God of terror and joy, you arise to shake the earth. Open our graves and give us back the past; so that all that has been buried may be freed and forgiven, and our lives may return to you through the risen Christ. Amen.
In some ways, there has never been a better time, a Sunday better placed, on which to announce resurrection. The two Marys, keeping within their 2 km limit, make their way to the tomb. Just to see it. Just to make themselves face what they know it will confirm.
Instead, they walk into an earthquake. And still trembling, they are told: The One you are seeking is not here.
And we also, if we had been able to do so, within the same 2 km limit, might have made our way out of habit to our church building. Only to find it empty, our own routine expectations also shattered. The ones we are seeking are not here.
It’s a perfect Easter parable. For the good news of the resurrection is at the heart of our Easter faith, and yet we miss it every time. Even in Matthew’s account, which is the only one in which we actually watch the tomb being opened. It makes for great public drama, with the earthquake and all, but still, in the end, there is nothing to see. All we do see are the reactions of those who have just seen the stone roll.
And first up are the guards, who faint. The upholders of the status quo, the defenders of the powers that be; they faint, and uselessly fall to the ground. The women, on the other hand, are struggling, but remain upright. They are more practiced in knowing how to roll with what they did not expect. They already know that the sudden unravelling of the familiar, the habitual, is the condition of new life.
That’s why Matthew tells the story in the exaggerated way he does, with the earthquake and the lightning and the snow and the physically robust, stone-rolling angel. They are all just loud visual pointers. Normal service has been suspended. Christ has been raised! And the lives we have had until now have not yet become the lives God ferociously claims and defends for us in raising Jesus from the dead.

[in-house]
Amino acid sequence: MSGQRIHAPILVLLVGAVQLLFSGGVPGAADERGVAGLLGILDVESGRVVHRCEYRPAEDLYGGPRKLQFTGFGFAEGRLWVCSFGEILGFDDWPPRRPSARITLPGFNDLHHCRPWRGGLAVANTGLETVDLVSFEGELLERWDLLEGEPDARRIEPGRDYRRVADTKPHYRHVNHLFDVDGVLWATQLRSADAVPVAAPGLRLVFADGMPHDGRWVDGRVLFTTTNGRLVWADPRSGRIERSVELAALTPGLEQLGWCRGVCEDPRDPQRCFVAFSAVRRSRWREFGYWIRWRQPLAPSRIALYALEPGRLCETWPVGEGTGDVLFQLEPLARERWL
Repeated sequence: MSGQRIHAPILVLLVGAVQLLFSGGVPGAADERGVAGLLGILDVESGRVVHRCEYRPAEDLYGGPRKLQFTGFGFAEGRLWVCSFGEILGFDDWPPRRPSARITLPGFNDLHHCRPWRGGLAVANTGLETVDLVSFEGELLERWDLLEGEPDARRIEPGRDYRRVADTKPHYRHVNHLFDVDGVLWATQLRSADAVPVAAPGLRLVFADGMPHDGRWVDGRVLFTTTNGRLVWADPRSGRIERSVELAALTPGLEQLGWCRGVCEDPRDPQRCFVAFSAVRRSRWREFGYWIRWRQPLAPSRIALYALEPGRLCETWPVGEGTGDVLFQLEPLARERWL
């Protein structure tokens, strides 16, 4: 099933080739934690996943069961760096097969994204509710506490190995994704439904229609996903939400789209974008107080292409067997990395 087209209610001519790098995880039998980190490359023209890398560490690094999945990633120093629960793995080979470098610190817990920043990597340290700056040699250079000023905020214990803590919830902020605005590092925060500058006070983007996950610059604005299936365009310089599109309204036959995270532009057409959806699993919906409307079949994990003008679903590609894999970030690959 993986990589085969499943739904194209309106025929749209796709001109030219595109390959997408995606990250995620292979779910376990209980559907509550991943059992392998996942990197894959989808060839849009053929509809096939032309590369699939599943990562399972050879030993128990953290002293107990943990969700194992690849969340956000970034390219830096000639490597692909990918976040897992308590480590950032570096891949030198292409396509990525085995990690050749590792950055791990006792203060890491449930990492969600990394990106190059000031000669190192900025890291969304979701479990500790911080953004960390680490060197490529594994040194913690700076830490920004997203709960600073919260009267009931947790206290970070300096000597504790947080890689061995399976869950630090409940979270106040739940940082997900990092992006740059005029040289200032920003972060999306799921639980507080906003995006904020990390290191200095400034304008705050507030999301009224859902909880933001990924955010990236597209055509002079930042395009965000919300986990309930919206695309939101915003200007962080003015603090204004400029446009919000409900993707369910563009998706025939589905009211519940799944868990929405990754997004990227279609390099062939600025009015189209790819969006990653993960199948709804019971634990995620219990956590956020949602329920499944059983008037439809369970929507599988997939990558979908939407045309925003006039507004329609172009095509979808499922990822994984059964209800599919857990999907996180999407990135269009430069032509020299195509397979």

On this strange, Covid-marked Easter day, this is something we are perhaps in a good position to grasp. For the announcement of resurrection always presents us with a stumbling block. After any trauma, part of us wants to go back to the life we had, the life which was familiar to us, workable, even good. And yet, all the while, deep down, part of us knows that the life we had is no longer the life we are sure we want, or can settle for.
Already, the tomb has been opened wide, and found not to contain the last word. But now we have been opened too. Unprotected, our immunity to life is low. And we are now just as vulnerable to the contagion of resurrection life as we were once susceptible to the inertia of a life that longed only for things to return to normal.
The two Marys, 2 km from home, are about to be told that all restrictions have been lifted, and they will soon be on their way to Galilee. We, on the other hand, have a bit longer to wait. But the message we bear away as the sun rises high into the sky will be the same. The empty tomb does not hold the last word. And we are finally, all of us, defenceless against resurrection. And to God alone be the glory.
Gather together a variety of items that are significant to the Holy Week and Easter story – for example, nails, bread, money, purple cloth, a small cross, a stone, thorns etc. Place these items on a table and give everyone a short time to memorise them. Cover them with a cloth, and ask all but one person to close their eyes. The person whose eyes are open takes then takes one or two items away, and hides them. Invite everyone else to open their eyes and try to recall what is missing. When the missing item has been identified and returned, talk together for a few moments about the place of the item in the story. If you are a household of one, place a small number of items on the table, and before each meal, use one of the items for a moment of reflection and prayer.